To enter, send in your story by April 20th. Email your entries to: firstname.lastname@example.org
- Competition 1: How has the $21 Challenge affected your life?
- Competition 2: What was your best $21 Challenge moment?
- Competition 3: What is the strangest thing you have ever eaten on a $21 Challenge?
We are really looking forward to hearing your best, worst, funniest and most creative results from doing the $21 Challenge.
Here are the winners from our No-Spend Challenge competitions. We had so many fantastic entries. Thank you to everyone who shared their experiences and tips. We hope you'll agree that this month's winners are well-deserving of their prize and title.
Our winner for "How I avoided 20 non-essential purchases" is forum regular, Bargain Hunter. Here is how she did it. Amazing!
- Emailed friends rather than phoning or texting.
- Made a cake for a special occasion instead of buying one.
- Offered labour (helping friend to paint) rather than buying a present. Knew this was a much more practical gift for her.
- Borrowed party platters instead of buying new or disposable ones.
- Made homemade Baileys rather than buying a bottle. It is surprising how little alcohol is actually in homemade Baileys. There are loads of recipes for this on the internet.
- Borrowed chairs instead of hiring.
- Used proper cutlery I already had rather than buying disposable ones.
- Used cloth napkins and tablecloths rather than buying disposable ones.
- Decorated with fresh flowers and greenery from the garden rather than buying balloons or fresh flowers.
- Used our Christmas fairy lights rather than buying party lights.
- Have made a plan with friends to babysit for each other instead of buying presents.
- Have made a plan with friends to borrow and lend my gardening tools (lawn-mower, chainsaw, lopper etc. in exchange for borrowing their pressure washer, whipper snipper etc.).
- Poured boiling water on weeds instead of buying weed spray. So much nicer than the smell of all those chemicals and the weeds died instantly too. Will never go back to using weed spray.
- Used wasted shower water in the garden (saved the water usually wasted while waiting for the shower to heat up).
- My garden tap was leaking. I bought a new washer and replaced it myself using YouTube videos rather than calling a plumber. So easy.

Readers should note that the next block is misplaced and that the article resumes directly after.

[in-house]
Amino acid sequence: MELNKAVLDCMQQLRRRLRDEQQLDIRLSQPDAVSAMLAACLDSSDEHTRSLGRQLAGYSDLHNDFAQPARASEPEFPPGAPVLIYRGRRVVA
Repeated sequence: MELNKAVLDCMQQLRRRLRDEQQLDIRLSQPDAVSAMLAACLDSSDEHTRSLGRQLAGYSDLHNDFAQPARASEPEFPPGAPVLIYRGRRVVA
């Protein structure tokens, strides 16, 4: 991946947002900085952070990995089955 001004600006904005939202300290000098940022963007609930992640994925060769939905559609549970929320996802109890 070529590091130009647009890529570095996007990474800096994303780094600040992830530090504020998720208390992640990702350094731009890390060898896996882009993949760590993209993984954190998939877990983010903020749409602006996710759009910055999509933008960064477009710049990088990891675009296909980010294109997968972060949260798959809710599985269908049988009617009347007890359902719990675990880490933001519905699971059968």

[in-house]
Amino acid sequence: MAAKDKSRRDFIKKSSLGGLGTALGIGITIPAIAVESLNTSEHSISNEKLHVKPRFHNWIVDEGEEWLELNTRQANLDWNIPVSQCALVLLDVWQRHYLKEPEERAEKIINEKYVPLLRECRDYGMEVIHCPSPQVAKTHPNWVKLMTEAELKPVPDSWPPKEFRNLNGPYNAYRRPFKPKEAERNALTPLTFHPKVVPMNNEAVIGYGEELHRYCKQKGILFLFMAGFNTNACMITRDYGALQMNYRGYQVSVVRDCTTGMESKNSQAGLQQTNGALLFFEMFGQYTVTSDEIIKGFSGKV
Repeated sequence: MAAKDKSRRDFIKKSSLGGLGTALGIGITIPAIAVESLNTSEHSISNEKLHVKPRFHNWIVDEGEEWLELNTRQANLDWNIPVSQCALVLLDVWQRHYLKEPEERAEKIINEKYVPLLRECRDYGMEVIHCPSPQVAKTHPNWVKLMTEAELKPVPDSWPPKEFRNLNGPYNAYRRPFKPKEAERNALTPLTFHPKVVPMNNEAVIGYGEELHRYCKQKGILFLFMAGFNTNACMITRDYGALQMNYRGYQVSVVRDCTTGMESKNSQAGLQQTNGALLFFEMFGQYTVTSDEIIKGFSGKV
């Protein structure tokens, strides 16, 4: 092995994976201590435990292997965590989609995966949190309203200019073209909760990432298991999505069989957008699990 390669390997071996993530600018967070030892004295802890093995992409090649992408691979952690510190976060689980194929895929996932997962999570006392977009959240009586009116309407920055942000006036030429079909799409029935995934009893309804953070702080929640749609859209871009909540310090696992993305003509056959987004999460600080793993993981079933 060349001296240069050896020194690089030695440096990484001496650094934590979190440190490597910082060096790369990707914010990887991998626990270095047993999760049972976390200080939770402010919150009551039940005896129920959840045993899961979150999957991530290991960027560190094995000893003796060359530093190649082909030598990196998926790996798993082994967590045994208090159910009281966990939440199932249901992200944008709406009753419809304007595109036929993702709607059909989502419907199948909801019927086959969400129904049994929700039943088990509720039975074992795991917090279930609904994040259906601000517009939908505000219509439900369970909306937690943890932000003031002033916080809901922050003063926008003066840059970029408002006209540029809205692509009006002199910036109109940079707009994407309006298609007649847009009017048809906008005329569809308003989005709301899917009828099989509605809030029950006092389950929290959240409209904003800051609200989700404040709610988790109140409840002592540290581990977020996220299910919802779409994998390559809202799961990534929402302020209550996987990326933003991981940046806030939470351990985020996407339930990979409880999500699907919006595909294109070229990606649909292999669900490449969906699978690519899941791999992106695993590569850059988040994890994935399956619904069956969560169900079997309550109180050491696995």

- Planted some Cosmos flower seeds that will flower in time for my daughter's birthday so that her party surroundings will look beautiful. I won't have to buy expensive plants for her party.
- Two free second-hand ceiling fans with lights from Gumtree. Saved me buying fans for our bedrooms.
- Washed my doona in my washing machine and dried it on the line rather than taking it to the launderette or having it dry-cleaned.
- Carefully washed my daughter's debutante dress in the bath, with wool wash, instead of dry-cleaning it.
- No buying café coffee/tea.
Our winner for "How did you avoid 50 non-essential purchases?" is Di Mill.
Well done Di!!
Frugal February was perfect timing for our family. It is a quiet time of the year for us financially (sales rep) so a great month to both watch what we spend and focus on not spending on non-essential items. Watching and focusing turned out to be what we needed because a family member ended up quite ill and in hospital at month's end. As he is intellectually impaired we made daily hospital visits. We have another family member staying with us until the illness and hospital stay is resolved. If we hadn't been doing a 'no-spend' month, I think we would have been under financial stress. It is a stressful time anyway, without worrying about paying bills and the like. Here is what we did to avoid spending money on non-essential items:
- I ran out of organic face moisturiser. To replace it was $60. I found a recipe online and made my own instead. I love it!
- I used up my favourite face cleanser but after cleaning out my bathroom cabinet I found another that works just as well.
- I needed to buy foundation. I had previously tried mineral powder but didn't like it. After some research, I read that you could add serum or moisturiser to the mineral powder to make it like liquid foundation. It worked perfectly and I'm happily using it every day.
- I was out of blush - I used cocoa powder - it works!
- My favourite facial scrub was depleted but at $65 to buy another, I found a recipe online and made my own.
- I ran out of facial serum ($80 to replace) but I found an online recipe using essential oils I already have so I made my own.
- I was overdue for a pedicure but I made a foot-soak from a recipe on Pinterest and did my own pedicure.
- I was due for an eyebrow wax, but I plucked them myself.
- I had booked a facial but I cancelled the appointment - a luxury I could not afford.
- Kombucha - I usually buy a bottle every few days ($6.80); I made my own instead.
- Bliss balls - I love to buy them from the health-food shop as a treat - I made my own using ingredients I already had - I like mine more than the store-bought ones.
- I have an early ballet class once a week followed by breakfast with a friend. I prepared a green smoothie and took with me to the café instead of ordering food.
- Menu planning has stopped random take-away nights (due to not having food in the house or the time to organise a meal).
- Instead of buying Gravox, I made gravy from scratch.
- I love ice-cream. I made ice-cream using frozen banana, cacao powder and peanut butter. It was delicious.
- Instead of buying cauliflower rice, I made it using fresh cauliflowers and froze it in packets - ready for future meals.
- I dragged out my yoghurt-maker and made yoghurt instead of buying it.